It is simply impossible to understand the life and work of King without comprehending the deep impact in his life left by the tradition of African American preaching and his sense of calling to participate in that tradition. That tradition, of course, is tied to the broader African American Christian and religious heritage.

King and Nonviolence

Many people know of King as a champion of nonviolence. Peter J. Paris notes, however, that this was not new to the African American church. The “concept of nonviolence as promulgated by Martin Luther King, Jr., was not alien to the black churches. . . . In fact, King was merely explicating and implementing the traditional means of protest long practiced by the black churches under the black Christian tradition.”

King’s first speech of the Montgomery bus boycott illustrates that the principle he espoused was not rooted in a secular or non-Christian philosophy. He did not use the word “nonviolence” in the speech, but he eschewed violence from a Christian perspective. “And I want to say that we are not here advocating violence,” King said. “I want it to be known throughout Montgomery and throughout this nation that we are Christian people. We believe in the Christian religion. We believe in the teachings of Jesus.”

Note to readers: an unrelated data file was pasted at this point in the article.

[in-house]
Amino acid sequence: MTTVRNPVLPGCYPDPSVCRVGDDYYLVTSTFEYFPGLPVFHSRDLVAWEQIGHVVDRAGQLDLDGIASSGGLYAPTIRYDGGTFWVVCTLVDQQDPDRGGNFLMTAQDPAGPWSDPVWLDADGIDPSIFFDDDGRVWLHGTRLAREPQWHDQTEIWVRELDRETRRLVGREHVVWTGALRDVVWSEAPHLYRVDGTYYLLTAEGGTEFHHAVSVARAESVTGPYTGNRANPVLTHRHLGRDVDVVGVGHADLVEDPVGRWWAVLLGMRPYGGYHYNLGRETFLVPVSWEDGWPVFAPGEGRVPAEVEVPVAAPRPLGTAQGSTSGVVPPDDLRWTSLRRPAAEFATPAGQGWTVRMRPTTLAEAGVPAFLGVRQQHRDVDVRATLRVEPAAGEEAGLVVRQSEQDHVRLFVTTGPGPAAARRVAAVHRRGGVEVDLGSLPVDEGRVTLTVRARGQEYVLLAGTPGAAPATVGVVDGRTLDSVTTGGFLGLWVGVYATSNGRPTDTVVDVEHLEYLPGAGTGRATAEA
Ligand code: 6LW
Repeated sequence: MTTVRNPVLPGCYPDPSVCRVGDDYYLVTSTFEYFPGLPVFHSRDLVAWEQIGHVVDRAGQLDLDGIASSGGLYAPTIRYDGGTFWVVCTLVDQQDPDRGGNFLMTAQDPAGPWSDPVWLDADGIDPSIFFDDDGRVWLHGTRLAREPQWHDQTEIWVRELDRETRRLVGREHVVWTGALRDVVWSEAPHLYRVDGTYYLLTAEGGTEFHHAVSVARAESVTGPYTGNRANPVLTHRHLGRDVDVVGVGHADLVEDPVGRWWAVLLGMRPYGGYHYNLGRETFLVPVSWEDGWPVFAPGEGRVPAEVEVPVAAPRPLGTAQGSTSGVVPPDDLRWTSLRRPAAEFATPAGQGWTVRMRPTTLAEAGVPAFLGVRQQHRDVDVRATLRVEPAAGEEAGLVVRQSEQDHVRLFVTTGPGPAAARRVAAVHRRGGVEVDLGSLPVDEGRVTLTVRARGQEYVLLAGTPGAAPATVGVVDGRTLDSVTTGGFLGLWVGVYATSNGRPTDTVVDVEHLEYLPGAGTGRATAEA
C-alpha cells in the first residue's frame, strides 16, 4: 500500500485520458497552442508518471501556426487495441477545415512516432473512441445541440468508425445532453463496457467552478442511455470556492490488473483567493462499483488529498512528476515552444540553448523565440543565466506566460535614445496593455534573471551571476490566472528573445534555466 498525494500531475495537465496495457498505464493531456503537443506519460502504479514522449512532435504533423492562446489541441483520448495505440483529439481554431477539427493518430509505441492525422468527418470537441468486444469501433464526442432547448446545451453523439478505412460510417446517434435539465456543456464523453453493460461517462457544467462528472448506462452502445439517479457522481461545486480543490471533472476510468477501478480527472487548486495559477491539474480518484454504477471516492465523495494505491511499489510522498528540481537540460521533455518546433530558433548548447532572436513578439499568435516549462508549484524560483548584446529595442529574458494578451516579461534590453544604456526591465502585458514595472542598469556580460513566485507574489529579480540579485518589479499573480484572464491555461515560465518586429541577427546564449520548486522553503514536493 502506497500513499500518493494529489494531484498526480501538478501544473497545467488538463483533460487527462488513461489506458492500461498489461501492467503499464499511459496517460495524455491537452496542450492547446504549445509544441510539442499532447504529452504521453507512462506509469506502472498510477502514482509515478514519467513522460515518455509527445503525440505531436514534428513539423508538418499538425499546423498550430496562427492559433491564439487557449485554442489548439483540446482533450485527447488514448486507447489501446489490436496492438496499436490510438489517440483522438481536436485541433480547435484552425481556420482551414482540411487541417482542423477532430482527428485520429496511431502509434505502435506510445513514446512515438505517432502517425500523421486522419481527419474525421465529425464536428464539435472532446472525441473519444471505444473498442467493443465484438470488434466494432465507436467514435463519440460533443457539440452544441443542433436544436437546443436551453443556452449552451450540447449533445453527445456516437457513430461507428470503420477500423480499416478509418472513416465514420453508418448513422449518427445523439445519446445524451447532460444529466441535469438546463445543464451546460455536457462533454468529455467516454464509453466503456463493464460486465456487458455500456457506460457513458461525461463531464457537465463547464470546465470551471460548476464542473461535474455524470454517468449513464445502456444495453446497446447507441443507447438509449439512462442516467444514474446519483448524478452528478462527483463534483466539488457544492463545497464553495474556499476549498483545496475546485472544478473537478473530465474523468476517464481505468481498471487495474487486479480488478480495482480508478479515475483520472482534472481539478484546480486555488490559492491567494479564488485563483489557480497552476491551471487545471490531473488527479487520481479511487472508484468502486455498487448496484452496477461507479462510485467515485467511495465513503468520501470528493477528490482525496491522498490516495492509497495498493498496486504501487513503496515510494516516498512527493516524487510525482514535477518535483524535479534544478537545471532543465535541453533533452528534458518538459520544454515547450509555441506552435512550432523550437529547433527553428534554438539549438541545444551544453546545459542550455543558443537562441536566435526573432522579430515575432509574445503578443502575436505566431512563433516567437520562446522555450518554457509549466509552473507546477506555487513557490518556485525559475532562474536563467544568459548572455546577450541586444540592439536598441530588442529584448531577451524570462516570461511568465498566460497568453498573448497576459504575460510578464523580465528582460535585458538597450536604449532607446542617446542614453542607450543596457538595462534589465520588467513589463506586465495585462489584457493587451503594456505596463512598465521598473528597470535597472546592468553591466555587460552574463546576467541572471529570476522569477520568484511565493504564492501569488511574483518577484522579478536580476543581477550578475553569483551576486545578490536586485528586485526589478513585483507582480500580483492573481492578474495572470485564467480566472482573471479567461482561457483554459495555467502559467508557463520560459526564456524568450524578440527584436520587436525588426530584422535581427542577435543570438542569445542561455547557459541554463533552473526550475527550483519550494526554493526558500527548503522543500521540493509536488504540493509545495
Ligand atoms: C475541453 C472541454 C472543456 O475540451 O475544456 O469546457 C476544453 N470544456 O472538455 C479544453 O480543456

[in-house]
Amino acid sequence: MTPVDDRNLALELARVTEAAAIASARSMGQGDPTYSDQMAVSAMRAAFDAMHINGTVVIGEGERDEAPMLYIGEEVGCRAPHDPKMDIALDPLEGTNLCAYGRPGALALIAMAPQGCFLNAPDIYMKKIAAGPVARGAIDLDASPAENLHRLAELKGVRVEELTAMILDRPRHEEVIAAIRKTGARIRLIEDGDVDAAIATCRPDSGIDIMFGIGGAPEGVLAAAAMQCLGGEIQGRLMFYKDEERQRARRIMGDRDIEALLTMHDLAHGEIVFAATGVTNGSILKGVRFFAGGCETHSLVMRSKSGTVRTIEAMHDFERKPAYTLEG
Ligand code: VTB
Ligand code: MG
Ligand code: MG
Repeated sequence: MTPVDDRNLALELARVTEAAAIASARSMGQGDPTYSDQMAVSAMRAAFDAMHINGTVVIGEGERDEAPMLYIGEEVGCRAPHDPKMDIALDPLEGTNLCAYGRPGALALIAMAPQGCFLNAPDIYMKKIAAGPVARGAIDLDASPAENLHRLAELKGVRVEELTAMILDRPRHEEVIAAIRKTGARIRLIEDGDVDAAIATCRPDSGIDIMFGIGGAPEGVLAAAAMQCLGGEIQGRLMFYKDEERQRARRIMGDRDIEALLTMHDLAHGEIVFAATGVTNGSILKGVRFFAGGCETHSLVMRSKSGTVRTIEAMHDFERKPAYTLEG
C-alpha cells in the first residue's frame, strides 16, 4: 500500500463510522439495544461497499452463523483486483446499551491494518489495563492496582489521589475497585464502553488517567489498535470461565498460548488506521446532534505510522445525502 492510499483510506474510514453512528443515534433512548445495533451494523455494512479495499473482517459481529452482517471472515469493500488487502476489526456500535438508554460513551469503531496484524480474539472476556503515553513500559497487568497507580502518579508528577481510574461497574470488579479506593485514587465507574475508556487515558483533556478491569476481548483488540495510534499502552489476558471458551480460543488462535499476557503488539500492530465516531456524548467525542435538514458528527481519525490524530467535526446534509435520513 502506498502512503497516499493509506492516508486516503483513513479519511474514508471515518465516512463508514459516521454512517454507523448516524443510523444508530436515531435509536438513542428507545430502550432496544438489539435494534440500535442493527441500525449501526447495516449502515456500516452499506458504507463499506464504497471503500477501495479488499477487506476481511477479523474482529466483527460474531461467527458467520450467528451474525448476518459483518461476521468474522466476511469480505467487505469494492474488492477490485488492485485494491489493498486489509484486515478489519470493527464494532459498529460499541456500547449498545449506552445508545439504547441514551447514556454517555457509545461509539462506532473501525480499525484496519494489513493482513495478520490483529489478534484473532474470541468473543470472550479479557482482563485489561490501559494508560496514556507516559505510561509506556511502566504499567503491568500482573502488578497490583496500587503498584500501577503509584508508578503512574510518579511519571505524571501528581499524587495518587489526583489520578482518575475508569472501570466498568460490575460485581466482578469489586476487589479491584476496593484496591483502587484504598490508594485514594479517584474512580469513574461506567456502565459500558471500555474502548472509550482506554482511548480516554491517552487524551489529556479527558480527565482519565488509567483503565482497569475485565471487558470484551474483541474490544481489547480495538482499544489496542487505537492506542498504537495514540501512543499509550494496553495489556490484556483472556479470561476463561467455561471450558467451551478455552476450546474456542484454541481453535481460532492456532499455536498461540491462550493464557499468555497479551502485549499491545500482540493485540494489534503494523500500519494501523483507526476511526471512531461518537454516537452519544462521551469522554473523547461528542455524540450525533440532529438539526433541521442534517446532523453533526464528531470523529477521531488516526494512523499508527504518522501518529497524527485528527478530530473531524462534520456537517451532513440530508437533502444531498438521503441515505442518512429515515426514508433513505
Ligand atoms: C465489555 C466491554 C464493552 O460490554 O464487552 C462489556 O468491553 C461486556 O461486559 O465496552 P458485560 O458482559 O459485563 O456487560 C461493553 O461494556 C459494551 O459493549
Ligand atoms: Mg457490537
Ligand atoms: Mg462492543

King eventually set forth six “basic aspects” of the philosophy of nonviolence in his book, Stride Toward Freedom, about the boycott.

1) Nonviolent resistance is “not a method for cowards; it does resist.”

2) It “does not seek to defeat or humiliate the opponent, but to win his friendship and understanding.”

3) The “attack is directed against forces of evil rather than against persons who happen to be doing the evil.”

4) Nonviolent resistance includes a “willingness to accept suffering without retaliation, to accept blows from the opponent without striking back.”

5) It “avoids not only external physical violence but also internal violence of spirit. The nonviolent resister not only refuses to shoot his opponent but he also refuses to hate him.”

6) It is “based on the conviction that the universe is on the side of justice. Consequently, the believer in nonviolence has deep faith in the future.”